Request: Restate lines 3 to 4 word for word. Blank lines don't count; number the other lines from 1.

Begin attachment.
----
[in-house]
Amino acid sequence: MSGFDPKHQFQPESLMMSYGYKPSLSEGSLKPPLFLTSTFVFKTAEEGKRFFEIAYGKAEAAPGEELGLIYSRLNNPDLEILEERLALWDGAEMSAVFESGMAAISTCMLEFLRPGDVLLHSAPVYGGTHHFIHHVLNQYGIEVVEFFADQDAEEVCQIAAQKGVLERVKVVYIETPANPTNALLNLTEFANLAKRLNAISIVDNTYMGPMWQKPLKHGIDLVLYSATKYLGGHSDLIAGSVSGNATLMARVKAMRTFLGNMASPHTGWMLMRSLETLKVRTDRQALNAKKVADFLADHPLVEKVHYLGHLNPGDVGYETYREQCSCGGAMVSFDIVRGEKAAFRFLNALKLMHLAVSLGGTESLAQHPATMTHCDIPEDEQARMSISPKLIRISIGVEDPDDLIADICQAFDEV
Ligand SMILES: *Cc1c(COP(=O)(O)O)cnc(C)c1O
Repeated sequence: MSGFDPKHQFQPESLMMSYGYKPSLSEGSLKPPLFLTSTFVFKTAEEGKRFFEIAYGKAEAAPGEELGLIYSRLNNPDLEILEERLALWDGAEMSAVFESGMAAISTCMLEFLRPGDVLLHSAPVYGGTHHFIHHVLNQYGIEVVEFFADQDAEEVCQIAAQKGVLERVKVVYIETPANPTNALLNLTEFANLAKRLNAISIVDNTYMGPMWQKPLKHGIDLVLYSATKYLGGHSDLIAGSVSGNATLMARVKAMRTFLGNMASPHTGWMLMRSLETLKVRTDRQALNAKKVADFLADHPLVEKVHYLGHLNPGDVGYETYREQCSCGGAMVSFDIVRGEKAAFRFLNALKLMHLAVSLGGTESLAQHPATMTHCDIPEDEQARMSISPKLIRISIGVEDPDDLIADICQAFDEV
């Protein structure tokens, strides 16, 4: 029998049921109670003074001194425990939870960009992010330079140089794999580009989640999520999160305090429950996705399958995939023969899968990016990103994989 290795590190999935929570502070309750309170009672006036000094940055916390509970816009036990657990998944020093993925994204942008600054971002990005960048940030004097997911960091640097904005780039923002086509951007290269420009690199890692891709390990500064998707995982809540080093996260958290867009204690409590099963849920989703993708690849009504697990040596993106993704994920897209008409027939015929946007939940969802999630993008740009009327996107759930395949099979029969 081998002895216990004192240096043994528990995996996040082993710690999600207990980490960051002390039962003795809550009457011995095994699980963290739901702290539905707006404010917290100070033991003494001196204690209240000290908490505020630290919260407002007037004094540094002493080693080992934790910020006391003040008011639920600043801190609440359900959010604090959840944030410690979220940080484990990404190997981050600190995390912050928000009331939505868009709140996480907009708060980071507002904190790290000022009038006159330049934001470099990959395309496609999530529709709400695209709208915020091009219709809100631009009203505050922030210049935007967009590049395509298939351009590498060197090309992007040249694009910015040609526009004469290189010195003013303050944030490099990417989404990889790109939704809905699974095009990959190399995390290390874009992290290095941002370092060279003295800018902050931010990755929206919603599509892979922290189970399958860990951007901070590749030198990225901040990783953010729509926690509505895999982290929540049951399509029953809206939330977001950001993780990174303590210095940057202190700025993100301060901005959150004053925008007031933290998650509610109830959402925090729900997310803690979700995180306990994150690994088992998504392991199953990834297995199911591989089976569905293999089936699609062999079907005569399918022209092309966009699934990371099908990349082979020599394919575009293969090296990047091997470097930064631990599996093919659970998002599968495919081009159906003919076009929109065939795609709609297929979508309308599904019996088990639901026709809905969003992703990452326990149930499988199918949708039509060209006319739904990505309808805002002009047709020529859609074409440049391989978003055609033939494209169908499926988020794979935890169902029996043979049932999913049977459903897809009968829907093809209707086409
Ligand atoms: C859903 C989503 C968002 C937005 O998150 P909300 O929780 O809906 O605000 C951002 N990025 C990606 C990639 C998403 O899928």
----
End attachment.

Ligand SMILES: *Cc1c(COP(=O)(O)O)cnc(C)c1O
Repeated sequence: MSGFDPKHQFQPESLMMSYGYKPSLSEGSLKPPLFLTSTFVFKTAEEGKRFFEIAYGKAEAAPGEELGLIYSRLNNPDLEILEERLALWDGAEMSAVFESGMAAISTCMLEFLRPGDVLLHSAPVYGGTHHFIHHVLNQYGIEVVEFFADQDAEEVCQIAAQKGVLERVKVVYIETPANPTNALLNLTEFANLAKRLNAISIVDNTYMGPMWQKPLKHGIDLVLYSATKYLGGHSDLIAGSVSGNATLMARVKAMRTFLGNMASPHTGWMLMRSLETLKVRTDRQALNAKKVADFLADHPLVEKVHYLGHLNPGDVGYETYREQCSCGGAMVSFDIVRGEKAAFRFLNALKLMHLAVSLGGTESLAQHPATMTHCDIPEDEQARMSISPKLIRISIGVEDPDDLIADICQAFDEV